"It really is not the way to build confidence and to take people with you and to maximise compliance with these steps.

"We really do need some real answers to basic questions this morning so that people can understand what they need to do."

'Significant impacts'

Defending the government's strategy on Friday morning, Hancock told Sky News that the guidance was "absolutely crystal clear".

He added: "I appreciate these decisions do have significant impacts on people's lives but we want to do it with the minimum impact.

"And the evidence shows that the biggest risk in terms of the spread of this virus across this area is household transmission, when people are going to see each other in their own in each other's homes when they're not in a household together, and also visiting friends and relatives."

Guidance issued by the Department of Health and Social Care says people in the areas affected by the new rules are "not permitted to mix with other households" apart from those in their support bubbles "in private homes or gardens".

The new measures will be enforceable, with police and local authorities handed the power to impose the restrictions.

But households are permitted to go to bars, pubs and restaurants, although the Government says "two households should not go to hospitality together".

Hancock said ministers had not seen "as much transmission in terms of people in that place of work or going to retail or other areas", and said the government would not curb travel and would still allow people in the affected areas to go on holiday and travel to work.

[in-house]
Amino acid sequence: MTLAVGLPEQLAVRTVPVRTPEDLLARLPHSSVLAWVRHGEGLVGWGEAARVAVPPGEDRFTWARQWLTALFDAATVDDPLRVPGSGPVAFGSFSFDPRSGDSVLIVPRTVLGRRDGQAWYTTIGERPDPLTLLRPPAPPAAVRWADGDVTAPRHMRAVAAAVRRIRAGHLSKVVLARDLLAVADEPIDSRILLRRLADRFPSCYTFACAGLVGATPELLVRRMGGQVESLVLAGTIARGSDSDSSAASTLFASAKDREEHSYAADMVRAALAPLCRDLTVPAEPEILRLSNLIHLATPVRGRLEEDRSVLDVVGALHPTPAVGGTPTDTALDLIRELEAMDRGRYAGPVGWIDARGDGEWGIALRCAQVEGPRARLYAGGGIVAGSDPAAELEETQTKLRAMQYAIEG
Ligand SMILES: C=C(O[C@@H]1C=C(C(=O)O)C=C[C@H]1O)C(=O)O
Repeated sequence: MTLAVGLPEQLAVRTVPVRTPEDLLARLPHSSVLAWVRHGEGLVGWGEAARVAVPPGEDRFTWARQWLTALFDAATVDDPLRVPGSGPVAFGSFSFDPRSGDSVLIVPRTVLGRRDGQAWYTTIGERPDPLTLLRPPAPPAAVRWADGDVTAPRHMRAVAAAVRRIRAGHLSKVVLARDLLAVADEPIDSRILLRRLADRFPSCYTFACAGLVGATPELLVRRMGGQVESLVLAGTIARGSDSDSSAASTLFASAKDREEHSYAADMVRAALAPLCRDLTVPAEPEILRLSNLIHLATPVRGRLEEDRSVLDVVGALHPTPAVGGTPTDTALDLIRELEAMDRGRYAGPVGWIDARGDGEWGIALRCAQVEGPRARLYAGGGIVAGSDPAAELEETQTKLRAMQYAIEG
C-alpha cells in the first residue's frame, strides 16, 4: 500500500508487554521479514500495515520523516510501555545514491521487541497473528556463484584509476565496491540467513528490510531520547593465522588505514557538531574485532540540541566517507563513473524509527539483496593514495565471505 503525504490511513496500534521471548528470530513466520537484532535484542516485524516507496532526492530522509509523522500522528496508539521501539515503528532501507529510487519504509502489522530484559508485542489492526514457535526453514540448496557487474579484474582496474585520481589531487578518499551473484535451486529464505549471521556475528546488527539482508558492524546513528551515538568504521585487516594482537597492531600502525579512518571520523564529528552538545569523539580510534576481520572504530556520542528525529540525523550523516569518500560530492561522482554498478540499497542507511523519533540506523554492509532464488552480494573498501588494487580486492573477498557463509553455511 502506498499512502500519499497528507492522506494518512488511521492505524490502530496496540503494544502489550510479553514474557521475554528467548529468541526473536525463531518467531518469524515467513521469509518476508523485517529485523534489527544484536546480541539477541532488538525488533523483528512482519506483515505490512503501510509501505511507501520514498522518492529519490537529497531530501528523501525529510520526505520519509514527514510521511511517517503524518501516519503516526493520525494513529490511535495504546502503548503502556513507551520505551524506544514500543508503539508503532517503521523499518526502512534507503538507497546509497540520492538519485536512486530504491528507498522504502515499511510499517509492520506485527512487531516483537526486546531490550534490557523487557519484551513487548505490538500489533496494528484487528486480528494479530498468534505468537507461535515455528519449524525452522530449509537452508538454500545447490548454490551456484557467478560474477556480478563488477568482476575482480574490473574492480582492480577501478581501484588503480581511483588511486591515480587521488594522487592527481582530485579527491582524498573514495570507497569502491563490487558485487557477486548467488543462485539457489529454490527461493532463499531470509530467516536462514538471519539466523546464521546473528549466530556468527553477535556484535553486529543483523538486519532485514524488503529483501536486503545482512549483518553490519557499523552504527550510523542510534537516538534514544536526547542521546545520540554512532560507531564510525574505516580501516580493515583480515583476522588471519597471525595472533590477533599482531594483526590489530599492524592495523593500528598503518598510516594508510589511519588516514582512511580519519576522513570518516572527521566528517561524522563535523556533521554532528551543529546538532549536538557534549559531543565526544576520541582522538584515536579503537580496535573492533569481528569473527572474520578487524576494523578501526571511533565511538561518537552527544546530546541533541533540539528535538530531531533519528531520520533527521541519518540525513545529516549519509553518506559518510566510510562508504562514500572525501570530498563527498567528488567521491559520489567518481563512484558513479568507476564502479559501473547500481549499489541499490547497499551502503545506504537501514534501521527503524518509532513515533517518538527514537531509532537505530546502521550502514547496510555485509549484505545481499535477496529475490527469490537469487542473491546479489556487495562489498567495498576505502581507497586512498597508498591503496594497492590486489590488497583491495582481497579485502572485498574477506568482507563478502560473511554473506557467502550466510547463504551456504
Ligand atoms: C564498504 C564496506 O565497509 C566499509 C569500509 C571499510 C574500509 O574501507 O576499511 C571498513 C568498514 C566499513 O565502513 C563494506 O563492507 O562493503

"But we have seen a significant increase in the spread of the virus in this area, and our data from the test and trace system shows that that is mostly from households meet each other.

"So that's why we brought this very specific measure in. It's absolutely crystal clear what the measure is, which is that you shouldn't socialise with people in other households, except in public outdoor places, so not in your own home, or your garden.

"You can go to the pub but with members of your own household and that applies to other areas of hospitality as well.

"So the rules are absolutely crystal clear. We brought them in rapidly because we had to, and we entirely understand the impact that this has."

Earlier this week Oldham pressed ahead with its own coronavirus restrictions after a dramatic rise in confirmed incidences of the virus.

The town’s leaders have asked clinically vulnerable people to remain in shielding until August 14, while residents face a two-week ban on visits by people from outside their immediate household.

Leicester curbs urged

The fresh measures in Greater Manchester came as the government confirmed that pubs and restaurants in Leicester are set to reopen from Monday.

The borough of Oadby and Wigston will also move out of a local lockdown – but the wider area will continue to be subject to the curbs.

All areas in the Leicester lockdown will be affected by the new restrictions on household visits.

Matt Honeycombe-Foster is acting editor of CSW's sister title PoliticsHome, where this story first appeared.